Archaeologist explains techniques of exploring for artifacts
The art of excavating historic sites and analyzing artifacts was presented Friday by Kent Sallee of Hutchinson at a Lifelong Learning session at Tabor College.
“I came by this archaeology thing naturally,” he said.
He grew up at Larned and spent time as a youngster at Fort Larned. He and his father often collected Indian artifacts together.
Sallee is one of 300 volunteers associated with Kansas State Historical Society and has been involved in archeological excavations for many years. He specializes in petroglyphs, Native American stone carvings that exist at various sites in Kansas. Sometimes they are found in caves.
As a research analyst, people contact him to examine new finds to determine their history and usage.
He explained how a site is prepared for a dig and what they look for, such as a concentration of debris from arrow making, evidence of an Indian site.
“We look for things that shouldn’t be there,” he said.
Using the modern technique of magnetic resonance, diggers can more easily locate areas that could yield historic treasures. Magnetic resonance also shows how deep artifacts are.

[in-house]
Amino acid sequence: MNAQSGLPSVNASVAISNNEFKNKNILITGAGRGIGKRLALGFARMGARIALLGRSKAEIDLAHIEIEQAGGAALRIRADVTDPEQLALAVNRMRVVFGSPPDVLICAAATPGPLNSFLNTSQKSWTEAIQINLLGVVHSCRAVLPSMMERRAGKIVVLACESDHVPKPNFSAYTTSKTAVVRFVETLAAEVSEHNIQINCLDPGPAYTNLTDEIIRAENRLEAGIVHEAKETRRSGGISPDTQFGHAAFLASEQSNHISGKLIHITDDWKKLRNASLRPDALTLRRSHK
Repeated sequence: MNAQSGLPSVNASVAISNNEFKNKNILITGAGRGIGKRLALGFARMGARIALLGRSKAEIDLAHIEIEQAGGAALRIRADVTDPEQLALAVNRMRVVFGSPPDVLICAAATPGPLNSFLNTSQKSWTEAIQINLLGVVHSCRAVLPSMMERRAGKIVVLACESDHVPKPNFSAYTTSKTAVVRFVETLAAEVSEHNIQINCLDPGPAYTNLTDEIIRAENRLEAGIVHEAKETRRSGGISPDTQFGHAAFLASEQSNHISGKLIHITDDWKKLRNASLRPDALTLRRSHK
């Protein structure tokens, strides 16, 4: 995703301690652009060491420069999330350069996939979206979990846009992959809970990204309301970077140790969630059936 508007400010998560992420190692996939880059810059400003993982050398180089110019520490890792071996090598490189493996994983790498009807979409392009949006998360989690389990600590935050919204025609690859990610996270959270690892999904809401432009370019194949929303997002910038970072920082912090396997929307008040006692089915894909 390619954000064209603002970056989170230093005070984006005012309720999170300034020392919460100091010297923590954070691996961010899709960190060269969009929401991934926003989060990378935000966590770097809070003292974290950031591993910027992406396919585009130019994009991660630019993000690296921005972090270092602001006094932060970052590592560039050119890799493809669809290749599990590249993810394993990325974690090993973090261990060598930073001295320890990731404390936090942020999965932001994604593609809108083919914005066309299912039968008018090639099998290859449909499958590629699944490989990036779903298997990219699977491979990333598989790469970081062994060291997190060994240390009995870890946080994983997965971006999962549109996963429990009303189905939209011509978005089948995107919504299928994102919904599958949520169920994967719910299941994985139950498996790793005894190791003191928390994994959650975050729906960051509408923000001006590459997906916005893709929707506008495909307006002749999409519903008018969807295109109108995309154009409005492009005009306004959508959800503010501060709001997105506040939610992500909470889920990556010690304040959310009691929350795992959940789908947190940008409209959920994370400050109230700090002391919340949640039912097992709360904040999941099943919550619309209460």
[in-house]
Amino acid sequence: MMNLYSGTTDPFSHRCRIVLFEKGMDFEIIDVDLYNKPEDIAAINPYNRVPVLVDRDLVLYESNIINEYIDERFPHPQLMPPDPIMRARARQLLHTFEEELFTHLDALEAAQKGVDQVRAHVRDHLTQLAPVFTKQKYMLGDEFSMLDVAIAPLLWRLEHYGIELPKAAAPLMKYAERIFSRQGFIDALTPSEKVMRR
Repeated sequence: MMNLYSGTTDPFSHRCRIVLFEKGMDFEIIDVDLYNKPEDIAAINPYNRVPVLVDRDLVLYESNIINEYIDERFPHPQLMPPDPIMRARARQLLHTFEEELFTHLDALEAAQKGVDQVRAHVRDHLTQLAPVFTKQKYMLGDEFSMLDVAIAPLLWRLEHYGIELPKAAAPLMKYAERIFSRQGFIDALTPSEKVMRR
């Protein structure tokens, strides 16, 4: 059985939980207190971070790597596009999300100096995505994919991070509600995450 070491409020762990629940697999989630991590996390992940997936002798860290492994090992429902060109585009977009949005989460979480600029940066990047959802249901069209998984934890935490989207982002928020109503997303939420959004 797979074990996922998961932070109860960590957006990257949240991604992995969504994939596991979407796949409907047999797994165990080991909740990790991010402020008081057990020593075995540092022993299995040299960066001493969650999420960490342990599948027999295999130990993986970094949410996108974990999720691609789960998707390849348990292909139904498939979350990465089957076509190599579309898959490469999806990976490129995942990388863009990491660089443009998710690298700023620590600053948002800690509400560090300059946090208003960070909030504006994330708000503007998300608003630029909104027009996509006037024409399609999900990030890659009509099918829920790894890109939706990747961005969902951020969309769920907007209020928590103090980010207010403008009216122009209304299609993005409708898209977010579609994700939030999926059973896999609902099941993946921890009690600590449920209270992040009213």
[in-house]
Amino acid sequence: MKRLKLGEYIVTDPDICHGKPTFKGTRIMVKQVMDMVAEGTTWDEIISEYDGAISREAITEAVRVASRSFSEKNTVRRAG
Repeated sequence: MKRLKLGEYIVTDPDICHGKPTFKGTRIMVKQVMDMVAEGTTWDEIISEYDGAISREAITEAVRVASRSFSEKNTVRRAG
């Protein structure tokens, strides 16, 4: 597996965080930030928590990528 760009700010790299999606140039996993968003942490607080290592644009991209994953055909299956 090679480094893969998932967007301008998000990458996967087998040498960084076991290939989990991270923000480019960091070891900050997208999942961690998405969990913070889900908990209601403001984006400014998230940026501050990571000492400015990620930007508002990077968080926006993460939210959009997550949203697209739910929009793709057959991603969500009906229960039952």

At a village site, often marked by a mound of earth, a big dark spot could indicate a food hatch, where Indians stored food for the winter and then threw their garbage.
“When you find that, it’s gold,” he said.
Pottery is important, Salle said, because each Native American family had its own method of making it, and the technique was passed down from mother to daughter.
The best thing Sallee has ever found was a tiny clay pot that was used for mixing ochre, a natural clay earth pigment, with fat for face decoration.
Sallee distributed a map of Kansas showing where Kansas Archeological Association has done digs.
Mary Olson wanted to know why it showed no digs in Marion County. Sallee said the digs in Marion County probably were done by another group.
He said anybody could take part in a dig by going to kshs.org, learning about scheduled events, and signing up.
“People of all ages are going,” he said. “All you need is a trowel.”
Erwin and Delia Goossen of rural Hillsboro were among the people who attended the session. Delia, a Native American, was interested in the stone arrowheads and tools that Sallee displayed.
Delia grew up in Texas. She was given away as a baby but was returned to her family at 9 years of age. Her parents were trying to make a living running a grocery store. She helped her father learn how to make correct change when making sales.
The family spent one summer picking grapes in California.
“It was a terrible experience,” Goossen said. “My back ached, and it was awful.”
That’s when she decided she was going to do what she could to provide a better future for herself.
She was the first of her family to go to college after graduating from high school. She became a teacher.
“Every time I went home, I told my family and all my cousins to get an education,” she said.
She met Erwin when he was working in Houston.
They moved to Kansas in 1979, taking over the family farm between Hillsboro and Goessel. They farm a few acres and have a small cowherd and goatherd.
Last modified Feb. 7, 2018